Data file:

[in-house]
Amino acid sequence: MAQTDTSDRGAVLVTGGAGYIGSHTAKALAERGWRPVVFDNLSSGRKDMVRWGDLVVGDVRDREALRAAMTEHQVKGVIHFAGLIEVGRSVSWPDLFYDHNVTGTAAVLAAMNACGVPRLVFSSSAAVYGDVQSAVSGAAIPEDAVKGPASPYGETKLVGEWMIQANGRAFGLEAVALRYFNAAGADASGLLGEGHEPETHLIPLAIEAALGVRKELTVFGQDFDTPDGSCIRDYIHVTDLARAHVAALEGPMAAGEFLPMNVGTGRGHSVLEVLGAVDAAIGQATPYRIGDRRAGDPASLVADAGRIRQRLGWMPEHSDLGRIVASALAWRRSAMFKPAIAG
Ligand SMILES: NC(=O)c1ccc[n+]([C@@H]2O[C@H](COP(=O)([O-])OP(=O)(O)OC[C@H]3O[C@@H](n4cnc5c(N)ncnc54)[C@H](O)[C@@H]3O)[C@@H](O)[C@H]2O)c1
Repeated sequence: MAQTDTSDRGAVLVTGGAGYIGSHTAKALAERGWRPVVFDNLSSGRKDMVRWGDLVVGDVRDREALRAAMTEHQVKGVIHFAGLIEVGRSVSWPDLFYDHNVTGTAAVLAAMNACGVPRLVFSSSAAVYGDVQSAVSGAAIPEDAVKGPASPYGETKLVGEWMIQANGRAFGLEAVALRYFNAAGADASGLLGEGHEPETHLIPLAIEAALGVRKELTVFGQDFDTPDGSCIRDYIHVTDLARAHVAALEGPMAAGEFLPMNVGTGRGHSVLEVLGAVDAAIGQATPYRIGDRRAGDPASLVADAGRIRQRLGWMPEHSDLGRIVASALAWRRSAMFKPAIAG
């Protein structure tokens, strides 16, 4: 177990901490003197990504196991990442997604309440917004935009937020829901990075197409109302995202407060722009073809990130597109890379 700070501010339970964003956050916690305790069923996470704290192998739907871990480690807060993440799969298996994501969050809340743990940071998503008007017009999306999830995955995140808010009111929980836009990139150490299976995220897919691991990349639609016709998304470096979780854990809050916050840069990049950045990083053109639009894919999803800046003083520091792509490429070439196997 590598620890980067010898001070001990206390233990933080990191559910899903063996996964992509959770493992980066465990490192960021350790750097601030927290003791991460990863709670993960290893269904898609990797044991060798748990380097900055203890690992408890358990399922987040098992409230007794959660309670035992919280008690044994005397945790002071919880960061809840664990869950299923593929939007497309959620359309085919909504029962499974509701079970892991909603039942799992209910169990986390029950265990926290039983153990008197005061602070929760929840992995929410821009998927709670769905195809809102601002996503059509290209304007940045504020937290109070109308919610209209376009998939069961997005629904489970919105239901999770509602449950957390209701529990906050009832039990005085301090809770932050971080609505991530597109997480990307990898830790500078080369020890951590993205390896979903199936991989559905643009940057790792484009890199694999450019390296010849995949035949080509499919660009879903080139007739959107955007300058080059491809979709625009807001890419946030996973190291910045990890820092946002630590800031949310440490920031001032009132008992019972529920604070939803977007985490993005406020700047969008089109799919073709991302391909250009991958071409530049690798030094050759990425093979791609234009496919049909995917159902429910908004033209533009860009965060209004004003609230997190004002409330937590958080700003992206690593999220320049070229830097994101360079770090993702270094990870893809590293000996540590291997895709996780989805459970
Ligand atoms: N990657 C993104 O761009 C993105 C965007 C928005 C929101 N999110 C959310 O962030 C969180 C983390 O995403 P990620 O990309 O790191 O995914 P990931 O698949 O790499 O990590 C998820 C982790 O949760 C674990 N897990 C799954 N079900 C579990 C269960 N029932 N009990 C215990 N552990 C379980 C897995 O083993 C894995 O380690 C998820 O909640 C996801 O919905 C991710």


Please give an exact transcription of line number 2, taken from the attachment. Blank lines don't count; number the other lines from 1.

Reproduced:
Amino acid sequence: MAQTDTSDRGAVLVTGGAGYIGSHTAKALAERGWRPVVFDNLSSGRKDMVRWGDLVVGDVRDREALRAAMTEHQVKGVIHFAGLIEVGRSVSWPDLFYDHNVTGTAAVLAAMNACGVPRLVFSSSAAVYGDVQSAVSGAAIPEDAVKGPASPYGETKLVGEWMIQANGRAFGLEAVALRYFNAAGADASGLLGEGHEPETHLIPLAIEAALGVRKELTVFGQDFDTPDGSCIRDYIHVTDLARAHVAALEGPMAAGEFLPMNVGTGRGHSVLEVLGAVDAAIGQATPYRIGDRRAGDPASLVADAGRIRQRLGWMPEHSDLGRIVASALAWRRSAMFKPAIAG